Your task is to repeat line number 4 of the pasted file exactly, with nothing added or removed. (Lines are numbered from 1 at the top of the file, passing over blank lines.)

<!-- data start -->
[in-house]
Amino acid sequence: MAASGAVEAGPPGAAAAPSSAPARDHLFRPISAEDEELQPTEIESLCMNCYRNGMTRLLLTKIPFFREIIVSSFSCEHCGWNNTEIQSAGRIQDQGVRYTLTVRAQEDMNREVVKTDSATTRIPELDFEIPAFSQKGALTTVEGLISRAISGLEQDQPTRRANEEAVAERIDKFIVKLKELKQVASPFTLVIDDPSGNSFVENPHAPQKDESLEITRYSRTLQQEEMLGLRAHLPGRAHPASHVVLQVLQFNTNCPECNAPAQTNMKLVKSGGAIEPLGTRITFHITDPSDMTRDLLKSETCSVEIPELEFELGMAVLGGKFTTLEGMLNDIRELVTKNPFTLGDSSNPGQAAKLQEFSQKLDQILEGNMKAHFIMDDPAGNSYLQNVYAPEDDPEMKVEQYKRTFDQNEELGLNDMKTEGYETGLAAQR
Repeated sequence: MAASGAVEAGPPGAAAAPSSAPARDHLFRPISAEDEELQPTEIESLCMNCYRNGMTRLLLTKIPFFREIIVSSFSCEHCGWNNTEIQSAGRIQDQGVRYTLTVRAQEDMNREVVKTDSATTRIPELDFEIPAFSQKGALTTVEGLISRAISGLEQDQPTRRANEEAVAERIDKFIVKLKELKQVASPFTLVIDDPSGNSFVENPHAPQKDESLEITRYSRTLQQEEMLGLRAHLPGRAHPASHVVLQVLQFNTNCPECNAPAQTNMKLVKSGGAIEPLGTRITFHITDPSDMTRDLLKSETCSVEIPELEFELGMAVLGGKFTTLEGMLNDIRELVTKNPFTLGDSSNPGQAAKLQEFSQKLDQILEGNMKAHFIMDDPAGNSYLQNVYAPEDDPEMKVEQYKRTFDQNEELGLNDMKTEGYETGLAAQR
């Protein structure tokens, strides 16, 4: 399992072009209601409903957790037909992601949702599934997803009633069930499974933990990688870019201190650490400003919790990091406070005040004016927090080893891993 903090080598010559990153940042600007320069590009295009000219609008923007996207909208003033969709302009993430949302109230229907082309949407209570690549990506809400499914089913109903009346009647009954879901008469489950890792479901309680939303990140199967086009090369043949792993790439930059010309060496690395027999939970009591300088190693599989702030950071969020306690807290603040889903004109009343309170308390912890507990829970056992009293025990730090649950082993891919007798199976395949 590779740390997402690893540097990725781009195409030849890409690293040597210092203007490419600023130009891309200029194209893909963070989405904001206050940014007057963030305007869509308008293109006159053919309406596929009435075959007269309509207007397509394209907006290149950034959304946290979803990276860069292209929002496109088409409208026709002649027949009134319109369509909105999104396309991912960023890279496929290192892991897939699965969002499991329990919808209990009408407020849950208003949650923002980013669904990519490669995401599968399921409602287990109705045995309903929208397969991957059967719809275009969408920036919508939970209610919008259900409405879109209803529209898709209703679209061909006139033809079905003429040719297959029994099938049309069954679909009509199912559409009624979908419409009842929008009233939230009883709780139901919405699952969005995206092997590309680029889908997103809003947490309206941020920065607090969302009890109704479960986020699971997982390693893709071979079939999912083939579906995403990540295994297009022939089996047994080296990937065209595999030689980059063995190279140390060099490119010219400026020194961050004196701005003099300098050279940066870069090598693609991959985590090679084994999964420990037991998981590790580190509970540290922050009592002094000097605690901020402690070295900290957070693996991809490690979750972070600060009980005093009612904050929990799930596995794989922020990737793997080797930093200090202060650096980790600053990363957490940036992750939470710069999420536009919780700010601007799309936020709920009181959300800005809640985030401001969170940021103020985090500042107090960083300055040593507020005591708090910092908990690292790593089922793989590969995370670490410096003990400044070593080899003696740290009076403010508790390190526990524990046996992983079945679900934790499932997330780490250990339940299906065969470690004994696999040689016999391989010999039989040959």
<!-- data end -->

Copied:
């Protein structure tokens, strides 16, 4: 399992072009209601409903957790037909992601949702599934997803009633069930499974933990990688870019201190650490400003919790990091406070005040004016927090080893891993 903090080598010559990153940042600007320069590009295009000219609008923007996207909208003033969709302009993430949302109230229907082309949407209570690549990506809400499914089913109903009346009647009954879901008469489950890792479901309680939303990140199967086009090369043949792993790439930059010309060496690395027999939970009591300088190693599989702030950071969020306690807290603040889903004109009343309170308390912890507990829970056992009293025990730090649950082993891919007798199976395949 590779740390997402690893540097990725781009195409030849890409690293040597210092203007490419600023130009891309200029194209893909963070989405904001206050940014007057963030305007869509308008293109006159053919309406596929009435075959007269309509207007397509394209907006290149950034959304946290979803990276860069292209929002496109088409409208026709002649027949009134319109369509909105999104396309991912960023890279496929290192892991897939699965969002499991329990919808209990009408407020849950208003949650923002980013669904990519490669995401599968399921409602287990109705045995309903929208397969991957059967719809275009969408920036919508939970209610919008259900409405879109209803529209898709209703679209061909006139033809079905003429040719297959029994099938049309069954679909009509199912559409009624979908419409009842929008009233939230009883709780139901919405699952969005995206092997590309680029889908997103809003947490309206941020920065607090969302009890109704479960986020699971997982390693893709071979079939999912083939579906995403990540295994297009022939089996047994080296990937065209595999030689980059063995190279140390060099490119010219400026020194961050004196701005003099300098050279940066870069090598693609991959985590090679084994999964420990037991998981590790580190509970540290922050009592002094000097605690901020402690070295900290957070693996991809490690979750972070600060009980005093009612904050929990799930596995794989922020990737793997080797930093200090202060650096980790600053990363957490940036992750939470710069999420536009919780700010601007799309936020709920009181959300800005809640985030401001969170940021103020985090500042107090960083300055040593507020005591708090910092908990690292790593089922793989590969995370670490410096003990400044070593080899003696740290009076403010508790390190526990524990046996992983079945679900934790499932997330780490250990339940299906065969470690004994696999040689016999391989010999039989040959």